At the time, it was assumed that Cuomo was referring to disgraced former Assembly Speaker Sheldon Silver, who was later convicted of corruption in a scandal involving a trial lawyer law firm. While on the payroll of that law firm, Silver bragged of stopping Scaffold Law reform despite the obvious conflict of interest between his employer and the needs of New Yorkers.

With trial lawyers’ influence in Albany, this is not the first time that advocates have been forced to rely on the federal government to fix a New York problem. Back in 2005, business and tourism advocates pushed a federal bill to fix a New York law which had held rental car companies vicariously liable for rental car accidents. The trial lawyers kept this insane law afloat in Albany for years, because they loved suing the deep pockets of Hertz and Avis. Those companies simply passed the costs onto consumers.

We are again faced with an inequity that benefits the trial lawyers at the expense of the rest of us. We applaud Congress for working to fix something that Albany could not.

Tom Stebbins

Albany

executive director, Lawsuit Reform Alliance of New York

Poozer Politics: The Loan behind the Lawsuit

Lawsuit Reform Alliance of New York Executive Director Tom Stebbins joined Poozer Politics to highlight the problems with lawsuit lenders and outline a legislative fix to the situation. He also explained how lenders are piggybacking on the #MeToo movement and was awarded 90 seconds to argue for Scaffold Law reform.

To listen to the full episode of Poozer Politics, click here.

LAWSUIT REFORM ALLIANCE APPLAUDS MOVEMENT OF REP. FASO’S INFRASTRUCTURE EXPANSION ACT

LAWSUIT REFORM ALLIANCE APPLAUDS MOVEMENT OF REP. FASO’S INFRASTRUCTURE EXPANSION ACT

Committee Decision on Federal Scaffold Law Reform Bill an Important Step in Ensuring Infrastructure Dollars Go Further

WASHINGTON, DC – The House Judiciary Committee today favorably reported a bill introduced by Rep. John Faso (R-Kinderhook) called the Infrastructure Expansion Act of 2017.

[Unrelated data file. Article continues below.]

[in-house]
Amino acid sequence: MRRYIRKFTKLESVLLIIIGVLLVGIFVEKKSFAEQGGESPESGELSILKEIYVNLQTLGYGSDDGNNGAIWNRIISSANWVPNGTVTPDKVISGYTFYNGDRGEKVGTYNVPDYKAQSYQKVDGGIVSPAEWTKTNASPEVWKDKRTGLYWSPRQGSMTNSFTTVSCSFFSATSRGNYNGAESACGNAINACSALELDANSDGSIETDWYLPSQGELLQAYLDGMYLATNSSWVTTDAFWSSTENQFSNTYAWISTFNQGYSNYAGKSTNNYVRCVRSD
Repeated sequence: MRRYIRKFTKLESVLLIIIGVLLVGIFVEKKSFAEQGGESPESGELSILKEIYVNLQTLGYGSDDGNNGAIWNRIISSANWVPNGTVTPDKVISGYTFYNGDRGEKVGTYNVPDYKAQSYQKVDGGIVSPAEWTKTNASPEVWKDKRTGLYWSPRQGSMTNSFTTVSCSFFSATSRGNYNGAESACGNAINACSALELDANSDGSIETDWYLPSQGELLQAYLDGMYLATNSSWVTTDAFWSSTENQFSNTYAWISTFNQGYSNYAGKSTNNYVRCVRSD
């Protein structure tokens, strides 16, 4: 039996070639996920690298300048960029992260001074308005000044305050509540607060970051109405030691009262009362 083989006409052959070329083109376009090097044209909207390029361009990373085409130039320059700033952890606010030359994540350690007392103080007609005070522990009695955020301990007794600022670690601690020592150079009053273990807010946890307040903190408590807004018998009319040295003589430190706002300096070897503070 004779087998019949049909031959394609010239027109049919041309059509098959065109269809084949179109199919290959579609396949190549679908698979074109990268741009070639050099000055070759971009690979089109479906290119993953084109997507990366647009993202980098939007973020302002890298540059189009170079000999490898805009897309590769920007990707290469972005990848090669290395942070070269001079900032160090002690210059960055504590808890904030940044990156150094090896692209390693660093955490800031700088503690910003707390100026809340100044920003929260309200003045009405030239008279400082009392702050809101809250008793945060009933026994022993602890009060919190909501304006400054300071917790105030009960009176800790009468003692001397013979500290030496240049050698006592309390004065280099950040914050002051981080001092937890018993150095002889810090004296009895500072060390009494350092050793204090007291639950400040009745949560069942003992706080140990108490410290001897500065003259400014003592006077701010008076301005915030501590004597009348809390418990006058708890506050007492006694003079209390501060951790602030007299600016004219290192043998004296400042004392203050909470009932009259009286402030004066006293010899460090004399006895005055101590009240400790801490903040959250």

The bill, H.R. 3808 would allow any project financed with federal taxpayer dollars to utilize the same liability standard found in every other state. Currently, under a unique statute known as the ‘Scaffold Law,’ New York is the only state in the country that applies absolute liability to property owners and contractors in the event of a gravity-related work-site accident.

Tom Stebbins, the executive director of the Lawsuit Reform Alliance of New York celebrated the committee’s decision. “Today marks tremendous progress towards ensuring that federal infrastructure dollars are not wasted. This bill will make more infrastructure improvement possible, without compromising quality or safety,” he said.

In addition to the 75+ member Scaffold Law Reform Coalition, the bill is supported by:

  • Habitat for Humanity of New York State (Link)
  • Associated General Contractors of New York (Link)
  • New York State Association for Affordable Housing (Link)
  • New York State Conference of Mayors (Link)
  • Partnership for New York City (Link)

Learn more at www.ScaffoldLaw.org.

 

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The Lawsuit Reform Alliance of New York (LRANY) is a nonpartisan not-for-profit association of businesses, professionals, healthcare providers, membership organizations, taxpayers, and concerned citizens committed to changing New York’s legal system to help create jobs and energize our economy.